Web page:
DieCast Scene

Vespa Diecast Models (Total Items: 3)

The Vespa scooter has been described in many quarters as one of the most fashionable two-wheeled vehicles ever made. Although it was created to be a low-cost mode of transportation, the Vespa has grown into a style statement of its own, and continues to influence fashion since its inception in 1946.

Ironically, Piaggio, the company credited with creating the Vespa, was initially a ship-outfitting business when it was founded in the late 1800s. A few decades later, it had expanded further into manufacturing aircraft and railway construction.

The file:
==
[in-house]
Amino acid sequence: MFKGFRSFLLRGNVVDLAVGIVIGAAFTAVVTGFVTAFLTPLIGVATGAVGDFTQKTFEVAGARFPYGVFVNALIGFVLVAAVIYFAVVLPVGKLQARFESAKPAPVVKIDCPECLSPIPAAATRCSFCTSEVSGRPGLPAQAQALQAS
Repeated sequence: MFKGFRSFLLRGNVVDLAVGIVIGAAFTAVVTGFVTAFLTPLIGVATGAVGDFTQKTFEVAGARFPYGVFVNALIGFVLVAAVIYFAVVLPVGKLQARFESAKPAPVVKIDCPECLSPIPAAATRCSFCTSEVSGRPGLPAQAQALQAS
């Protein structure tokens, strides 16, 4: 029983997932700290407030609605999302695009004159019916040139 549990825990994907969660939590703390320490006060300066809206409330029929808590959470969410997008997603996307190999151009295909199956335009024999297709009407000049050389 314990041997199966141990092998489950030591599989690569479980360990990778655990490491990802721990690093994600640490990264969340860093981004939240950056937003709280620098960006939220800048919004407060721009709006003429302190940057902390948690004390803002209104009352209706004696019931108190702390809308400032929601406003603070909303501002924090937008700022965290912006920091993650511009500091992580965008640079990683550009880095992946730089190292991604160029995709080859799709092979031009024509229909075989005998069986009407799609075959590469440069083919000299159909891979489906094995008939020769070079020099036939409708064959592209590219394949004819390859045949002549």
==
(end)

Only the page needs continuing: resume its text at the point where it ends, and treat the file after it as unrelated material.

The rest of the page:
The company director Enrico Piaggio was inspired to venture into the motorcycle manufacturing business by the need to provide reliable and affordable transport within Italian cities. As a matter of fact, the Vespa scooter was instrumental in getting Italy's economy back on its feet after the Second World War.

Piaggio approached accomplished engineer Corradino D'Ascanio to come up with the bike's design. Although he hated motorbikes for being dirty, bulky and unreliable, D'Ascanio would go on to make a two-wheeler that did not feel like a motorcycle. The engine would be under the seat, to protect users from the oil and grease, and the gears would be next to the handlebars.

When Piaggio was shown the prototype for the first time, he said it looked like a wasp, "vespa" in Italian. In less than a year after the scooter went into production in 1946, Italians had a new verb, "vespare" which means to go to a place on a Vespa.


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